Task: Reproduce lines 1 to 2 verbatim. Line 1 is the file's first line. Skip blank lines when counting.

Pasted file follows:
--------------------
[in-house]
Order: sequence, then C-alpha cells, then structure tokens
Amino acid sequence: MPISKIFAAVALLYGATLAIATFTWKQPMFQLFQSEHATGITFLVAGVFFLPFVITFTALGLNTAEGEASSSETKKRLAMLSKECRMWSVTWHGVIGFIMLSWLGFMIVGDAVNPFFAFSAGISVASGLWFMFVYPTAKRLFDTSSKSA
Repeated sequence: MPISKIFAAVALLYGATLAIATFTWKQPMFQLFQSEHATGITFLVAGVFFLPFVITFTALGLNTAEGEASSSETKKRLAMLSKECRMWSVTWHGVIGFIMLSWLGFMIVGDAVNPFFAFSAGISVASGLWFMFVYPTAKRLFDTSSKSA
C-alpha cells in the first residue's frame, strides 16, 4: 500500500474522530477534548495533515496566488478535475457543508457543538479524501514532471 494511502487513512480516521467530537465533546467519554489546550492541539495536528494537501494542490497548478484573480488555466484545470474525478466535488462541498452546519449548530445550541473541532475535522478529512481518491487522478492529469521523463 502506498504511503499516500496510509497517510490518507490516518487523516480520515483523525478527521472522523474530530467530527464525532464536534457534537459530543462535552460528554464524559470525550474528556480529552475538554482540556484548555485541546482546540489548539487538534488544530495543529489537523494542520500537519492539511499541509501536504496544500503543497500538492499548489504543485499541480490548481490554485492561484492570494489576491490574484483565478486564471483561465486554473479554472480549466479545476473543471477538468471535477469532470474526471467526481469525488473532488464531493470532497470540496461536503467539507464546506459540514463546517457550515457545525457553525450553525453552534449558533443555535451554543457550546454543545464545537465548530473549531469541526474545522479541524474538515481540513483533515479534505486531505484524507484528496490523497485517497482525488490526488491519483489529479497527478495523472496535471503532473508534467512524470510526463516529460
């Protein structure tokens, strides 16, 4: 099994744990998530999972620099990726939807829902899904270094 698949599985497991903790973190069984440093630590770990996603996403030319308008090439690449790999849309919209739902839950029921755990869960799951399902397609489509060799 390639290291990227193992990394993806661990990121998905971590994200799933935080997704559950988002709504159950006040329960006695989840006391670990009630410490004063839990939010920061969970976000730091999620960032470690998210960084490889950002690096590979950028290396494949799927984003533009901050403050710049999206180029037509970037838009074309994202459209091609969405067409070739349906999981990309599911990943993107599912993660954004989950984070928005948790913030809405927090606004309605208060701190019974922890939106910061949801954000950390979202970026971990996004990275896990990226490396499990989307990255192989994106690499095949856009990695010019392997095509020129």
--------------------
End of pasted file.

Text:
[in-house]
Order: sequence, then C-alpha cells, then structure tokens